If someone has an umbrella insurance policy for a large amount, for example, $1 million and they have significantly less personal assets (for example $100,000), would it be possible that a lawyer could come after their personal assets or would the umbrella policy always be the target?
If someone has significantly less assets than the monetary value of an umbrella policy is there a concern for being sued for their personal assets?
I could not get an umbrella policy without demonstrating that I had net assets in the same ballpark as the policy was for.– George WhiteMar 15, 2021 at 22:09
Why? You liability could be huge even if you're assets are minimal. I don't think insurance companies require customers to follow the blood-from-a-stone rule.– user6726Mar 15, 2021 at 22:23
Insurance proceeds are just one more pot of money and if a judgment exceeds insurance, a judgment can be kept in force for typically on the order of twenty years unless the defendant goes bankrupt. A creditor can get a $5 million judgment, partially satisfy it with $3,000,000 of insurance proceeds, then take $100,000 of personal assets, and then require the judgment debtor to disclose any employment or newly acquired assets every year or so until the remaining $1.9 million is paid off for the next twenty years, until the judgment debtor goes bankrupt, or until the judgment debtor dies and the judgment debtor's probate estate is exhausted.
Insurance isn't identified in the lawsuit, except in the rare case where the defendant has died and the probate estate claims deadline has expired, but the statute of limitations hasn't, in which case a suit can be brought directly against the insurance company. But insurance matters a lot in how cases are litigated and settled and in U.S. federal courts and in most U.S. state courts, insurance coverage is disclosed to the plaintiffs in the early stages of the litigation, even though the jury in the case never learns that it exists and it isn't disclosed to the judge in a bench trial case.
A salaried employee can be forced to give up about 25% of their wages in excess of full time minimum wage, in perpetuity, although state laws vary.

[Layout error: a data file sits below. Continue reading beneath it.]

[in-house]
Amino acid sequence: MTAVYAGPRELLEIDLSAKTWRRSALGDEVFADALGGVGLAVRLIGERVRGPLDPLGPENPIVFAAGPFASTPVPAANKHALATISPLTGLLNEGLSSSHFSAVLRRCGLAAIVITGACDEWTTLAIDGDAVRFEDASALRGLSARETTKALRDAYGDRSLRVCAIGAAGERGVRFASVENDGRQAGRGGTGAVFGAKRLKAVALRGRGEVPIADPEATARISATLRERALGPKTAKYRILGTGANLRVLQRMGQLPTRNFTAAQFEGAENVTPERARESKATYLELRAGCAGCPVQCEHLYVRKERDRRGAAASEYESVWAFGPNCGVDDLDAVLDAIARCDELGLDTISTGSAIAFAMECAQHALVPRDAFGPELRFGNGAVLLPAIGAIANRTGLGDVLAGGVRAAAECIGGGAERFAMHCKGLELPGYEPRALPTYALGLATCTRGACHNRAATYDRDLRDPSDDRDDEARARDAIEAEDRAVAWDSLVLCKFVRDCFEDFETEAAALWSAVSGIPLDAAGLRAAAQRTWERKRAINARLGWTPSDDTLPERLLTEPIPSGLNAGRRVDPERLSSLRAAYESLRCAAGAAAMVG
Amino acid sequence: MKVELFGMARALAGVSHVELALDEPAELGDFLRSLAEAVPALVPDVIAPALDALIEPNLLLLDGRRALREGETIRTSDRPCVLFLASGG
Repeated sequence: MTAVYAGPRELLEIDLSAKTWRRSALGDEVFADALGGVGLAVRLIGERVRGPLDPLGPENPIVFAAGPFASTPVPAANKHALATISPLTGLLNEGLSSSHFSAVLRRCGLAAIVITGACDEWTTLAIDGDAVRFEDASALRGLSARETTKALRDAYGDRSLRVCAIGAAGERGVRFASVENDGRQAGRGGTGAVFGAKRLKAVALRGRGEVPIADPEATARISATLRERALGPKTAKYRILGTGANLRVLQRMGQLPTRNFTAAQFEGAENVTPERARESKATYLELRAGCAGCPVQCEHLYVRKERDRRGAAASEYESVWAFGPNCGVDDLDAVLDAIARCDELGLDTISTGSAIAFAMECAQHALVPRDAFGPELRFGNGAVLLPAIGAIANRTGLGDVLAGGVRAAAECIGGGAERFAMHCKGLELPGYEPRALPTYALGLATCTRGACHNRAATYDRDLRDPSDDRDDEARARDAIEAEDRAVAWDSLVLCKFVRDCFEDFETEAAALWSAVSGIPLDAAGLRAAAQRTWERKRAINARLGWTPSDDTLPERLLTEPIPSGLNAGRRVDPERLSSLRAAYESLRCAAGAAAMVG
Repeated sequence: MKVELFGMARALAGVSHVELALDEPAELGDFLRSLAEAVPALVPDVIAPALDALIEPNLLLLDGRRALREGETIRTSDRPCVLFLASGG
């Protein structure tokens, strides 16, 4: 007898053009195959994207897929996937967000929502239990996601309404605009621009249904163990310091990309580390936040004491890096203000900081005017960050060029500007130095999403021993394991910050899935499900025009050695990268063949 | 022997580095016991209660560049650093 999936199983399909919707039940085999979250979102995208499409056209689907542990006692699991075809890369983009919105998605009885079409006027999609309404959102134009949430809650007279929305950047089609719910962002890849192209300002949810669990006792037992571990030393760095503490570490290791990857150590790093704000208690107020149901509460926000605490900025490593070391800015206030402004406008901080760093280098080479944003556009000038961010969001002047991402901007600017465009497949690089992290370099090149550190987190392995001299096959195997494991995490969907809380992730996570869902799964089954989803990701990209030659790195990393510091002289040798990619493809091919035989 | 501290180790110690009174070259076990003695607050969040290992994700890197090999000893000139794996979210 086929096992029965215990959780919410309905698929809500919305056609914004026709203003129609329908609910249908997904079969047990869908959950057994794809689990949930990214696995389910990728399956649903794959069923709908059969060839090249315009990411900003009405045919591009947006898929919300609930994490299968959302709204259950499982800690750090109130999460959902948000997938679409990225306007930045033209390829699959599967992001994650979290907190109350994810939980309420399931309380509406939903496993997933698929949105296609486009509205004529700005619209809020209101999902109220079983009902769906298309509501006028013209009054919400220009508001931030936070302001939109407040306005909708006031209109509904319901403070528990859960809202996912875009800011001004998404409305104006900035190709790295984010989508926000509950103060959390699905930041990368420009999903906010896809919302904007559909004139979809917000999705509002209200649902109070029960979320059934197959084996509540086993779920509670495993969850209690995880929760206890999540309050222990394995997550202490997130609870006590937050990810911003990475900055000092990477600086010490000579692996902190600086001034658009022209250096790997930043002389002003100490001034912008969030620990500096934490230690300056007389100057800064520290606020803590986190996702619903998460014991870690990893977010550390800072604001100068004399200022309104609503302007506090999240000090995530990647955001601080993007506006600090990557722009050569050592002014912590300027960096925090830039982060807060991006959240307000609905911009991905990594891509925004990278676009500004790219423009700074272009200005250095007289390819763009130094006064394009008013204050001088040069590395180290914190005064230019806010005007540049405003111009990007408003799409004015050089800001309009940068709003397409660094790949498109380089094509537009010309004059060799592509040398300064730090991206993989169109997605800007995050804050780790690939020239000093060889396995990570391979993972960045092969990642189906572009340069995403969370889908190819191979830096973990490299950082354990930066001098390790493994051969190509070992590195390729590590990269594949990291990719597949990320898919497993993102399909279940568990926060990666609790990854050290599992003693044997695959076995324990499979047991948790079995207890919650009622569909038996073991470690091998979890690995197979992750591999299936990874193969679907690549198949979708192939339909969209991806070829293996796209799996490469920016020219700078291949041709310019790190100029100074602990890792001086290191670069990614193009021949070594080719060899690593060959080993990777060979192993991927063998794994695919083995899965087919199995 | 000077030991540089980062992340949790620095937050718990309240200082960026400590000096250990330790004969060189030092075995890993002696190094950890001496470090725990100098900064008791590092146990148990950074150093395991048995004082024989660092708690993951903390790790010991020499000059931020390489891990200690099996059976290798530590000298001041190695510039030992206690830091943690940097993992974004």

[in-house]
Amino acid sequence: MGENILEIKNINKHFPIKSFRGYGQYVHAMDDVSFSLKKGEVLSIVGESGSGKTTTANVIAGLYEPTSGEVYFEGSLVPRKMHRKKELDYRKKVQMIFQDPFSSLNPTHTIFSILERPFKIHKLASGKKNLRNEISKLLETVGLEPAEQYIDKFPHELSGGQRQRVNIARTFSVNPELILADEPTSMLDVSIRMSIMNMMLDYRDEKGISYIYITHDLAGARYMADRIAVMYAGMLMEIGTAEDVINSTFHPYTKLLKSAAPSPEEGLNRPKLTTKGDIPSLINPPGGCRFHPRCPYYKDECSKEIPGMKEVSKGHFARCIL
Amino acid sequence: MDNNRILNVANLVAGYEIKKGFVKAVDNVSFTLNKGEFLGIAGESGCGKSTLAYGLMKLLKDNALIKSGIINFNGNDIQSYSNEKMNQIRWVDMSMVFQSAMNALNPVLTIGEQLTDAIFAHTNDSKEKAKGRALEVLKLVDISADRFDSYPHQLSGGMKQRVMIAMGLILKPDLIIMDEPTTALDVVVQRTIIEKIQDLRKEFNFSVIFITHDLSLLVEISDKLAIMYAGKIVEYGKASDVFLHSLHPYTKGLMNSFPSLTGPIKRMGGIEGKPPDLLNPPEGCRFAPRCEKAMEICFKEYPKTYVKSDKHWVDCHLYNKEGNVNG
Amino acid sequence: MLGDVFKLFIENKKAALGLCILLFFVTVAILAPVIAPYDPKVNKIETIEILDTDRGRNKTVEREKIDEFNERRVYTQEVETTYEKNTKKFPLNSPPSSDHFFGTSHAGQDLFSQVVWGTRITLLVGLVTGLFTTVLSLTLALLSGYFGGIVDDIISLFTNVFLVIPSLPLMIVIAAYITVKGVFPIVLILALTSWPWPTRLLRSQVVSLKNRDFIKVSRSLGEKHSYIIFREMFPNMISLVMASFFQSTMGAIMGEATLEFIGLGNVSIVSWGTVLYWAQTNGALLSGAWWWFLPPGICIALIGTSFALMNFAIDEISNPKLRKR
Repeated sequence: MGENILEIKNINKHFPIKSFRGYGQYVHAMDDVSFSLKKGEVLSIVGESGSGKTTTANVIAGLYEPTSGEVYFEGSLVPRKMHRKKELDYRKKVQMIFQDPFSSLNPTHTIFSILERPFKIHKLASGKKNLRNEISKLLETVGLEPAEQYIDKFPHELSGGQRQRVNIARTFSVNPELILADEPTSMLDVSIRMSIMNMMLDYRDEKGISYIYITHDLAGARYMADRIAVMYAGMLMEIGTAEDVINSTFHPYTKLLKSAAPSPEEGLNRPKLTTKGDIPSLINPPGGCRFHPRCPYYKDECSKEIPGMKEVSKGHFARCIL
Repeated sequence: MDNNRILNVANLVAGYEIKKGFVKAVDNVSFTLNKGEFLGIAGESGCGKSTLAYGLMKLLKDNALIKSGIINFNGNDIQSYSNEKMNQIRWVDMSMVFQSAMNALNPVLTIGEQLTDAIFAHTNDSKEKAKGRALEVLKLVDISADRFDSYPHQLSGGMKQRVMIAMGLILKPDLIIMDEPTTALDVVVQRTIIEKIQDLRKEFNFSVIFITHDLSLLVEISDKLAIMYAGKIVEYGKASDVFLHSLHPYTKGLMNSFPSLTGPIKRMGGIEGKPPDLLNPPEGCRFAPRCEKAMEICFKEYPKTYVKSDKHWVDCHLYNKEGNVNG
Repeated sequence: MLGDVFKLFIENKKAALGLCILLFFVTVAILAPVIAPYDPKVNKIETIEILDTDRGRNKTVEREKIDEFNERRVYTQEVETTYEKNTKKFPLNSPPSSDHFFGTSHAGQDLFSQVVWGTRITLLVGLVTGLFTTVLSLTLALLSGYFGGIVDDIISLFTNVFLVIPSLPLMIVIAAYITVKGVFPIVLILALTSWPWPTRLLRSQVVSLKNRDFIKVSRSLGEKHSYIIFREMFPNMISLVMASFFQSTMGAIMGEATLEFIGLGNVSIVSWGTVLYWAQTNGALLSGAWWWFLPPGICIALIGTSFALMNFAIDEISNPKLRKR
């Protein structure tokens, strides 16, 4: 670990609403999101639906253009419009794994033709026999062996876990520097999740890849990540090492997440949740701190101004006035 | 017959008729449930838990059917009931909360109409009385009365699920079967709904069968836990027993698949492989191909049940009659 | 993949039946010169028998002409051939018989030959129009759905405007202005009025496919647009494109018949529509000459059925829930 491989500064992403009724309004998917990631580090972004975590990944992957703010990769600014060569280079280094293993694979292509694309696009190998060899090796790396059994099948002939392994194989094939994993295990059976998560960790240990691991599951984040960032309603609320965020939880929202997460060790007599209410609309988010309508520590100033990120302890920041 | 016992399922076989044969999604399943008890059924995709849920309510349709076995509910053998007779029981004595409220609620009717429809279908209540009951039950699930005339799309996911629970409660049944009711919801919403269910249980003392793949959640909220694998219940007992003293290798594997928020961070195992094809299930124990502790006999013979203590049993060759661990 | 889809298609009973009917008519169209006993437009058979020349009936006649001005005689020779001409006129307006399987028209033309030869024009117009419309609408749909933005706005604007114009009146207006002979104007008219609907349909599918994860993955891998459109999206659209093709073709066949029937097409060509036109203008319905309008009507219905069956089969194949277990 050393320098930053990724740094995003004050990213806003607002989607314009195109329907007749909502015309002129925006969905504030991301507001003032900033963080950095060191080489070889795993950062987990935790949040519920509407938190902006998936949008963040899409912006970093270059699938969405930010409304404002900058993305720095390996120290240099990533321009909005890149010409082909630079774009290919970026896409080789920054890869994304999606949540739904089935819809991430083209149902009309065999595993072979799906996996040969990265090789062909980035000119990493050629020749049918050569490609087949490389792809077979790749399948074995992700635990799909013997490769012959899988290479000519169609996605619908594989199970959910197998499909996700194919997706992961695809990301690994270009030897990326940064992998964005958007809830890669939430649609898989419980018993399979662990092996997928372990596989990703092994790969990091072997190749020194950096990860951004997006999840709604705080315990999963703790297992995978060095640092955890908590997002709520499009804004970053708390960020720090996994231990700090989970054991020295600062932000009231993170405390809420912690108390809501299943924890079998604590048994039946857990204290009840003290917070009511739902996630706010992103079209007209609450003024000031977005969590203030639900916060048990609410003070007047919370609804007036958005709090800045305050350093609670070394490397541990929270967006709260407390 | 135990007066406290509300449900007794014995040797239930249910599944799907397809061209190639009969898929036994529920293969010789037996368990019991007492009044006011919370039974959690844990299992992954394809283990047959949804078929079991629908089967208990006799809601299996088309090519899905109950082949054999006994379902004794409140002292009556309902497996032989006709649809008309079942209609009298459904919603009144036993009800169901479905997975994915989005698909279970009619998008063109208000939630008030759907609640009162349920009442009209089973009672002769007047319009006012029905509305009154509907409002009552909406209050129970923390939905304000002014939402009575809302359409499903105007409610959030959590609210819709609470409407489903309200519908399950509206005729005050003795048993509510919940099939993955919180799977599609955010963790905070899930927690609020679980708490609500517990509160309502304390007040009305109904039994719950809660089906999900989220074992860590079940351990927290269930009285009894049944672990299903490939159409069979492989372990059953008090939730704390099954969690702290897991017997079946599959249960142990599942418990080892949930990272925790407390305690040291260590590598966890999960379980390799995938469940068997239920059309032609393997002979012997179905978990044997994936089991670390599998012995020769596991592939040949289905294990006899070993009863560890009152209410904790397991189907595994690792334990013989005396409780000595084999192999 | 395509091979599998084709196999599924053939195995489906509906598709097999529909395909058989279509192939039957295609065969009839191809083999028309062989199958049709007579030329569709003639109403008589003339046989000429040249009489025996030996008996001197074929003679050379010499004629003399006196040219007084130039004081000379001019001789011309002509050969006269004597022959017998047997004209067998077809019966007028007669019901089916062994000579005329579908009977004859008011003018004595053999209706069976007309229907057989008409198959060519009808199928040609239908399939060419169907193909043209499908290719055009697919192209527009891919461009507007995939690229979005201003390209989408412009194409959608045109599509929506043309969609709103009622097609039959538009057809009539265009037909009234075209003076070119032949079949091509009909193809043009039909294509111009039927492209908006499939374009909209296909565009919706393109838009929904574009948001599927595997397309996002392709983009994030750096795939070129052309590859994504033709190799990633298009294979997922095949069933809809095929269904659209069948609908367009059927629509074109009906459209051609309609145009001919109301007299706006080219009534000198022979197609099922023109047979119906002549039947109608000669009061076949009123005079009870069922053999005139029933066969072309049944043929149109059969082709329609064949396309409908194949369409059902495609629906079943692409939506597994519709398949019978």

Usually the insurance is the first target since it's easy. But not always.
For example, suppose that you represent one of thirty neurosurgeons whose bus your client caused to fall off a cliff, leaving them all grievously injured with millions of dollars of medical costs each. An attorney in a case like that for one of the injured neurosurgeons might want to force an involuntary bankruptcy to distribute proceeds from a lawsuit equitably among all injured people, or might want to focus on seizing personal assets first, since the insurance proceeds are likely to be exhausted.
I've never actually seen that fact pattern, but I have seen something similar when a professional (e.g. a lawyer, soil engineer, or architect) has a breakdown and seriously messes up in large numbers of cases at once, exhausting available insurance with many claims all at once.
This is a great answer (as usual) but "For example, suppose that you represent one of thirty neurosurgeons whose bus your client caused to fall off a cliff" is a bit unclear: is the client in this hypothetical intended to be both one of the neurosurgeons and the cause of the bus falling off a cliff?– Ryan MMar 16, 2021 at 23:27
@RyanM The Plaintiff would be the neurosurgeon. The Defendant would be the person who sent the bus over the cliff. Mar 17, 2021 at 22:41
The person is sued
The insurer indemnifies the insured
The plaintiff does not care if the defendant is insured or not. The defendant wronged the plaintiff so the plaintiff sued the defendant.
The contract between the insurer and insured will determine when and if the indemnity is triggered and the insurer will assume liability for the defense and any damages that follow.
"The plaintiff does not care if the defendant is insured or not." The Plaintiffs suit isn't limited to the insurance policy (except in rare cases where the defendant is dead, and the statute of limitations hasn't run but the probate non-claim statute has), and doesn't mention the insurance policy, but the Plaintiff absolutely does care and the information has to be provided at the outset of litigation in federal court and in most U.S. state courts. Mar 16, 2021 at 1:50
A lawyer can't "come after" a specific source of compensation. The "target" is simply the person who is held liable -- the defendant has been found liable, and there is an order to compensate a certain amount. If the defendant is ordered to pay $1M, it's basically up to him to figure out how to pay (up to the point that the defendant doesn't have sufficient assets). The defendant's insurance contract isn't (directly) the plaintiff's business, and the whole point of having insurance is to protect the customer against specified losses, such as getting sued. Because of the nature of that contract, the insurance company will therefore have to pay the first million, and the defendant only pays if (1) in fact the loss is not covered by the policy or (2) the liability judgment is more than the limit on the insurance policy.
If the defendant has $500K in quasi-liquid assets and a $1M umbrella policy but the judgment is $2M, the plaintiff can "go after" other assets, to some extent via further legal process, but they can't for example go after their home (at least in the US).
Very few U.S. states have an unlimited homestead exemption. In many states it is quite meager. assetprotectionplanners.com/planning/… The judgment creditor can also garnish wages or business income. Mar 16, 2021 at 1:48